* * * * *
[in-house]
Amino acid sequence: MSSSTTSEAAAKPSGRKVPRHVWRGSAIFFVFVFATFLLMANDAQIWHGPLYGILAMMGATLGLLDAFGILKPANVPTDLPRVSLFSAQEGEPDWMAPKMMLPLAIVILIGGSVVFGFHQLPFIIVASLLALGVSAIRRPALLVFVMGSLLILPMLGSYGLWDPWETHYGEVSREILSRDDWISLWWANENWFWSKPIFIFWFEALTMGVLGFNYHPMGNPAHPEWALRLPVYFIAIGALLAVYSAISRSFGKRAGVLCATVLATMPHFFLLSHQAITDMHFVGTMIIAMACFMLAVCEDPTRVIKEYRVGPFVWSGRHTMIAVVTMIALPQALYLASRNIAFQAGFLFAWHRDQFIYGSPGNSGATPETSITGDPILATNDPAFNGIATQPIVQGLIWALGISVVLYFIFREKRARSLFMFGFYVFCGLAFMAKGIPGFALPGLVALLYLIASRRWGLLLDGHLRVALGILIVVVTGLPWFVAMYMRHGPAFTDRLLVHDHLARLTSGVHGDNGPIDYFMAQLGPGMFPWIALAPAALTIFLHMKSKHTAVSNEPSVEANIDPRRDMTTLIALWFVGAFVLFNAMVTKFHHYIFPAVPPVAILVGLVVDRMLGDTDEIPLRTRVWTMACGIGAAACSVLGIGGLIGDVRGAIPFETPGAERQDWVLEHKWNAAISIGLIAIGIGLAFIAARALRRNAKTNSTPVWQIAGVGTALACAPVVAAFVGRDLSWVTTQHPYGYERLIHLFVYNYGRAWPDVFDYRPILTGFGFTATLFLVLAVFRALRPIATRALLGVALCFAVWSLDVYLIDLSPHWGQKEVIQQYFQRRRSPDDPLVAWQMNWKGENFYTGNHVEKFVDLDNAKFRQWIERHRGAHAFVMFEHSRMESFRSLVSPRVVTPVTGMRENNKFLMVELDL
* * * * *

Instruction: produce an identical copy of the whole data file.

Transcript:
[in-house]
Amino acid sequence: MSSSTTSEAAAKPSGRKVPRHVWRGSAIFFVFVFATFLLMANDAQIWHGPLYGILAMMGATLGLLDAFGILKPANVPTDLPRVSLFSAQEGEPDWMAPKMMLPLAIVILIGGSVVFGFHQLPFIIVASLLALGVSAIRRPALLVFVMGSLLILPMLGSYGLWDPWETHYGEVSREILSRDDWISLWWANENWFWSKPIFIFWFEALTMGVLGFNYHPMGNPAHPEWALRLPVYFIAIGALLAVYSAISRSFGKRAGVLCATVLATMPHFFLLSHQAITDMHFVGTMIIAMACFMLAVCEDPTRVIKEYRVGPFVWSGRHTMIAVVTMIALPQALYLASRNIAFQAGFLFAWHRDQFIYGSPGNSGATPETSITGDPILATNDPAFNGIATQPIVQGLIWALGISVVLYFIFREKRARSLFMFGFYVFCGLAFMAKGIPGFALPGLVALLYLIASRRWGLLLDGHLRVALGILIVVVTGLPWFVAMYMRHGPAFTDRLLVHDHLARLTSGVHGDNGPIDYFMAQLGPGMFPWIALAPAALTIFLHMKSKHTAVSNEPSVEANIDPRRDMTTLIALWFVGAFVLFNAMVTKFHHYIFPAVPPVAILVGLVVDRMLGDTDEIPLRTRVWTMACGIGAAACSVLGIGGLIGDVRGAIPFETPGAERQDWVLEHKWNAAISIGLIAIGIGLAFIAARALRRNAKTNSTPVWQIAGVGTALACAPVVAAFVGRDLSWVTTQHPYGYERLIHLFVYNYGRAWPDVFDYRPILTGFGFTATLFLVLAVFRALRPIATRALLGVALCFAVWSLDVYLIDLSPHWGQKEVIQQYFQRRRSPDDPLVAWQMNWKGENFYTGNHVEKFVDLDNAKFRQWIERHRGAHAFVMFEHSRMESFRSLVSPRVVTPVTGMRENNKFLMVELDL